Bode's Law

John K Clark (
Wed, 22 Oct 1997 23:01:01 -0700 (PDT)


On Wed, 22 Oct 1997 (Dan Clemmensen) Wrote:

>Bode's "law" is simply an observation of a relationship between the
>ratios of sizes of the orbits of the six classical planets and a
>certain nesting of platonic solids. This observed nesting "predicts"
>an orbit for a planet between Mars and Jupiter. Bode's law predates
>the telescope. The asteroids were discovered after Bode's law, and
>the Bode's law orbit is consistent with the mean orbit of the

Bode's law had nothing to do with platonic solids it was a series that seemed
to fit the spacing of the planets. The idea was to give each planet a number
and then add 4 to it, Mercury got a 0, Venus a 3, Earth a 6, Mars a 12 and so
on. Calling the asteroid Ceres a planet was stretching it, but other than
that the fit wasn't too bad and even when Uranus was discovered it was close
to where the law said. Everything was going so well, and then Neptune and
Pluto were found and the "Law" failed badly.

The nesting platonic solids idea for the orbits of the planets was due to the
early work of the great mathematician and astronomer Johann Kepler.
He proposed his idea in 1596 and the agreement with observation was not great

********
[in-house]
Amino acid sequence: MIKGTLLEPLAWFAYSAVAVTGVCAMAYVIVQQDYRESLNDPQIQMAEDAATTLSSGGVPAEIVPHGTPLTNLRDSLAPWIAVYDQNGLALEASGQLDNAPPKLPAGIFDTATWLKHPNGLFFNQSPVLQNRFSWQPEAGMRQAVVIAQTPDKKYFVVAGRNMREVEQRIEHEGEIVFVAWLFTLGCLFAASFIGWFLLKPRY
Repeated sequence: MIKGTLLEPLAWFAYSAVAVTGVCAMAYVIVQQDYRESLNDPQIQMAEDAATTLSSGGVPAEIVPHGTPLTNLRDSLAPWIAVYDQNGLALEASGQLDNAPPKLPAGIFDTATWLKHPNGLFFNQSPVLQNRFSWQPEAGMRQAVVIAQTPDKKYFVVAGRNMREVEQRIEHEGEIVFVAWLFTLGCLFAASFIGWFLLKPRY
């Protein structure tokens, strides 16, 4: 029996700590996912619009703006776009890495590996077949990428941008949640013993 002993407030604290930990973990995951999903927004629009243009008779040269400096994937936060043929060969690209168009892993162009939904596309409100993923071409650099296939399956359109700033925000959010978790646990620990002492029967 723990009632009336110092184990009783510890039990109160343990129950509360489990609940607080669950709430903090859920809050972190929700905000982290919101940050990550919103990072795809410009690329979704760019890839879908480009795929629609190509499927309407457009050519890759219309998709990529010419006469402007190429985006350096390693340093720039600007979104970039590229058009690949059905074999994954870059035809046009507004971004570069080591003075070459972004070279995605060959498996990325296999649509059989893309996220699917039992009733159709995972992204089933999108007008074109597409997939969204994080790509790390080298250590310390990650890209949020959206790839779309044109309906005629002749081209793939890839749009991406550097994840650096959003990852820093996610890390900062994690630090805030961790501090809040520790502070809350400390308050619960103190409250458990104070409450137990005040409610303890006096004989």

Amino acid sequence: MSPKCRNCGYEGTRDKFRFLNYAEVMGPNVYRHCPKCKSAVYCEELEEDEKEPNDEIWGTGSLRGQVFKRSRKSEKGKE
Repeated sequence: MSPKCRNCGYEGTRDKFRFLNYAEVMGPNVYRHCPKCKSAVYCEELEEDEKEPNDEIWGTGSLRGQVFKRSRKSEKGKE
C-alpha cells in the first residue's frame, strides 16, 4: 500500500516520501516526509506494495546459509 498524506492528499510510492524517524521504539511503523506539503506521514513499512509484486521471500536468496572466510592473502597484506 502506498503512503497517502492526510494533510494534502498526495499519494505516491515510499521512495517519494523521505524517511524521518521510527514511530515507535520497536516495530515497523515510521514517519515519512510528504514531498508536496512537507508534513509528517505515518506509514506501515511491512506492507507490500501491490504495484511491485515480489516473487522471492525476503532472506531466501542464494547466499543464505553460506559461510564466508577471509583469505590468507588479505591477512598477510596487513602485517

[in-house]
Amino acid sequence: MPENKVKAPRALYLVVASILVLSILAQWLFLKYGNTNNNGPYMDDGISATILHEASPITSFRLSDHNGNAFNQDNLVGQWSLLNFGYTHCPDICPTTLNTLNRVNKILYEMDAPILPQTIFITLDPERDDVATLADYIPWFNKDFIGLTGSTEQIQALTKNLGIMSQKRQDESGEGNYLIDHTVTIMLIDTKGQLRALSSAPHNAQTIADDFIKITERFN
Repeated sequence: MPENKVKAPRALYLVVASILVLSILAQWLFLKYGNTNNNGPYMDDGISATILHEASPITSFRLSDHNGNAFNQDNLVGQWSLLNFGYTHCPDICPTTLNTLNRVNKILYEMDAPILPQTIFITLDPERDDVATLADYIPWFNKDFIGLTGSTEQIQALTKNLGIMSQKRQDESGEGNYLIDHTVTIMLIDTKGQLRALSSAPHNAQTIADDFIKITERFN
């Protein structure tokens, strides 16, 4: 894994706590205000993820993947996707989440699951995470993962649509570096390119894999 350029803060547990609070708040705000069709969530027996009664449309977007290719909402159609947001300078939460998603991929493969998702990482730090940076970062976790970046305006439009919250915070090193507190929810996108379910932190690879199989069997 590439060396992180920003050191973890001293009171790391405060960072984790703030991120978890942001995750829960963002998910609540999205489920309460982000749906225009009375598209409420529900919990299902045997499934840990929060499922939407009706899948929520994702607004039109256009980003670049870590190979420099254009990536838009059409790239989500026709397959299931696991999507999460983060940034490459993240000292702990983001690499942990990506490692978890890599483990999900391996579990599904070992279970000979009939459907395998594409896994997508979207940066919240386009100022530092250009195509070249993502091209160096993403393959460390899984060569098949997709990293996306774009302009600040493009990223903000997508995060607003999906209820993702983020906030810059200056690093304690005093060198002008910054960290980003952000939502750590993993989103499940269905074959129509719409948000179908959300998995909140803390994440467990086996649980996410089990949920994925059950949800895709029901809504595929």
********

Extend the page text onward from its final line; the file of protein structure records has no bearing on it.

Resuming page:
but it wasn't terrible either and Kepler knew that Tycho Brahe had much
better observational data, the best ever made before the telescope. When he
finely got to see Tycho's data he was horrified to discover it did not fit
his theory, the disagreement was not large but it was too large for Kepler
because he knew what a careful observer Tycho was. I think this is where
Kepler proved he was a great scientist, even though he loved his theory and
had spent years of his life on it, when he found it didn't agree with
observation, however slightly, he immediately abandoned it and went on to
other things. The story has a happy ending because the "other things" were
his discovery that planets moved in ellipses and his 3 laws of planetary
motion, and that lead the way for Newton. If he'd screamed that the data must
be wrong, as most would have even today, Kepler would be only a footnote in
the history of science instead of one of the giants.

Incidentally, Kepler was also an astrologer, he had to be, that's how
astronomers made their living back then. I think astrology is pure bull shit
but that's because I'm a Leo and they're notoriously skeptical about that
sort of thing.

John K Clark

Version: 2.6.i